I learned this lesson while working on my daughter's baby blanket from the Stitch n Bitch book. It was my third knitting project and my largest. When I went to the yarn shop to buy yarn I looked at the brand called for in the pattern. It was beautiful and I wanted it very badly, but it was also very expensive and needed to have two strands of yarn worked together which doubled the price. So I asked my helpful merchant to recommend another yarn. She took me to a row of shelves with nice soft yarn that she knew many other people had used for this very project. And bonus! it came in a beautiful array of colors. I picked my color (aubergine to go with chocolate and lavendar shades my husband and I picked for our daughter's room) and was content knowing that this yarn would be perfect. After all, a professional helped me to pick it out and many other people made this very pattern with it.

Many, many months later I finished the blanket and I was so proud. I looked at the pattern for the instructions on finishing. It called for blocking the blanket to get it to the size of x by x. So I started researching blocking. I read a few of the books in my personal library and they seemed to refer to wool yarn when they discussed blocking. Hm, does it have to be wool to be blocked? I tried doing some more research but couldn't find any direct answer. So I asked my friend. Yes, the yarn needed to be at least 85% wool to be blocked. I looked at my yarn label and it was only 75% wool (approximately). Oh I was so upset. I was really counting on the blocking process to not only stretch my blanket to the correct size but also to even out the edges and make it look more polished.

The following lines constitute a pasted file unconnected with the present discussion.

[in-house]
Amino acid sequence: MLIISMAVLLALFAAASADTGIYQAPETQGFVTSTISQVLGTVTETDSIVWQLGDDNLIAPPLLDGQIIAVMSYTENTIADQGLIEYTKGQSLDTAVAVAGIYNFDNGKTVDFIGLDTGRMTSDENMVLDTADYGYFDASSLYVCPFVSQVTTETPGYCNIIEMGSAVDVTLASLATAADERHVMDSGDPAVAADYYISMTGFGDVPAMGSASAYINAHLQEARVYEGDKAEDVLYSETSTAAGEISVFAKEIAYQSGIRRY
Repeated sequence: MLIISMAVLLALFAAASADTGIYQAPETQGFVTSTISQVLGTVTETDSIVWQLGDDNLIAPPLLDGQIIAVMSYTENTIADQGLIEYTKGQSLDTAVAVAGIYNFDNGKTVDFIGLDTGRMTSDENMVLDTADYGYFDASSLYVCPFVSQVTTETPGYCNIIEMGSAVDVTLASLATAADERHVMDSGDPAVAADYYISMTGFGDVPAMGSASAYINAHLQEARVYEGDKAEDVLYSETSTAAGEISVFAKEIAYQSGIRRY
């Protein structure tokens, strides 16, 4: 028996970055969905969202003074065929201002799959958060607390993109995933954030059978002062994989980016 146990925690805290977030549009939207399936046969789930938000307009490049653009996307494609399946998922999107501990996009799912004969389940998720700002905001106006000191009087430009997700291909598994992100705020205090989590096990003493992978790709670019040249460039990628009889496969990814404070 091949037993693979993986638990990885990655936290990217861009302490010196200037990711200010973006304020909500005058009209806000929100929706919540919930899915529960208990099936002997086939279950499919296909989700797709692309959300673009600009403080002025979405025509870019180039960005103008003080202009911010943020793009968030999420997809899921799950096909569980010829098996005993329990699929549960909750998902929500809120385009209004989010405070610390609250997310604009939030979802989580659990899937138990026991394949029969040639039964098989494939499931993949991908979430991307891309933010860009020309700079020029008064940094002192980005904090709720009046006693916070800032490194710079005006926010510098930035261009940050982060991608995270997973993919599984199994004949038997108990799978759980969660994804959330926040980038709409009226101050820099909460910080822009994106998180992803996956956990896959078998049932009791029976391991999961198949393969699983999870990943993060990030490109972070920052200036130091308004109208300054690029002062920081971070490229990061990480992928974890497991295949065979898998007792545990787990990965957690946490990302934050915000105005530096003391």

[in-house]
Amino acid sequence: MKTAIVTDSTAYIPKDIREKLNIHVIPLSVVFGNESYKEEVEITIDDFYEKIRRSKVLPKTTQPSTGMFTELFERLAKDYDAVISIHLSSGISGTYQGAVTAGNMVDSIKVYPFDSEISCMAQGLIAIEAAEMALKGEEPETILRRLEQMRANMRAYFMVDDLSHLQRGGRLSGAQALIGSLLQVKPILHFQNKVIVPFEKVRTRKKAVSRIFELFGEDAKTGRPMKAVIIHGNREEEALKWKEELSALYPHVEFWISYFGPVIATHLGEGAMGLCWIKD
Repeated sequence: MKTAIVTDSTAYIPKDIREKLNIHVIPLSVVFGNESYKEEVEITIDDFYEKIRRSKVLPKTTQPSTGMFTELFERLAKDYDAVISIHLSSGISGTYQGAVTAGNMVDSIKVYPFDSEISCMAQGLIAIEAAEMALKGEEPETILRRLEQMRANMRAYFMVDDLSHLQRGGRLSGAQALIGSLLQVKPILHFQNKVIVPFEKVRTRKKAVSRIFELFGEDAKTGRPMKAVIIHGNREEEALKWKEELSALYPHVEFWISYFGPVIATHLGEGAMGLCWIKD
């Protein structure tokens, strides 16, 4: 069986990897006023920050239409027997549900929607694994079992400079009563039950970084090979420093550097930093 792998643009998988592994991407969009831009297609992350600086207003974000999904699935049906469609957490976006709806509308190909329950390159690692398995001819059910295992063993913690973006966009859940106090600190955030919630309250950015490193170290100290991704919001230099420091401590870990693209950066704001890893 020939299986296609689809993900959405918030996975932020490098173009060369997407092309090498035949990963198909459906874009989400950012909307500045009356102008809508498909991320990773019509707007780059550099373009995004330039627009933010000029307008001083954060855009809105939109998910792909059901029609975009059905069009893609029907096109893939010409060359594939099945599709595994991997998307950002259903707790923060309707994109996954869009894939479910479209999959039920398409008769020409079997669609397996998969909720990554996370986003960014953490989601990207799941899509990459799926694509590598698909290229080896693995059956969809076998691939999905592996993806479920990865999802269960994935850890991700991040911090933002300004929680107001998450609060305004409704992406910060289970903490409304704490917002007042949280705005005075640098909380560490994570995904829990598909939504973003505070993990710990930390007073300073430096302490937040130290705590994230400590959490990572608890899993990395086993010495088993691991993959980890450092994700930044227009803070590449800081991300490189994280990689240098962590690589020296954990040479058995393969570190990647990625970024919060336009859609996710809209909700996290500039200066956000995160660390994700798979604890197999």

I still love the blanket and most importantly my daughter loves it. And I was able to get some of the stitches evened out with washing. But had I known, I would have selected yarn that was able to be blocked.

Yarn splits

Choose yarn that won’t split.

I bought some yarn on sale at a hobby store and picked it mainly for it’s color (tangerine for my sister who was into tangerine at the time). When I started knitting the scarf with it I discovered that it would be a painfully long experience. The yarn split easily making it hard to make a stitch without missing part of the yarn. I had to spend lots of time going back to fix stitches.

How do I know if yarn will split?

In my experience (which is not very extensive) if I hold the yarn in my fingers and squeeze it and the strands separate easily, it will split easily. However some yarn that I've used didn't split in my hands, it split when I started knitting with it.

The only common attribute of the two yarns is that they didn't seem to be twisted very tightly. In other words they didn't have one yarn wrapped tightly around the other fiber. I'm sure there are plenty of experienced knitters and fiber artists out there that can explain this much better than I, so I have included a picture of two yarns I've used - one that split easily and one that didn't. I hope this helps with your next trip to the yarn shop.

My first knitting project

The Umbilical cord hat from Debbie Stoller's book Stitch n Bitch was my first knitting project. I was pregnant with my daughter and my friend gave me a few lessons on how to cast on, knit stockinette stitch and how to knit in the round. She convinced me that I could knit a hat before my daughter's birth. I was skeptical.

The hardest lesson I learned during this project was that if I make a mistake, I should strongly consider ripping out my work to start again. At that time I didn't know how to un-knit or "tink" so I ripped out and restarted the hat many times. It was frustrating and I felt more anxious as my baby got bigger. However with small projects it could be well worth it to start over.

And yes, I finished the hat before my daughter was born. Here is a picture of her in the hat.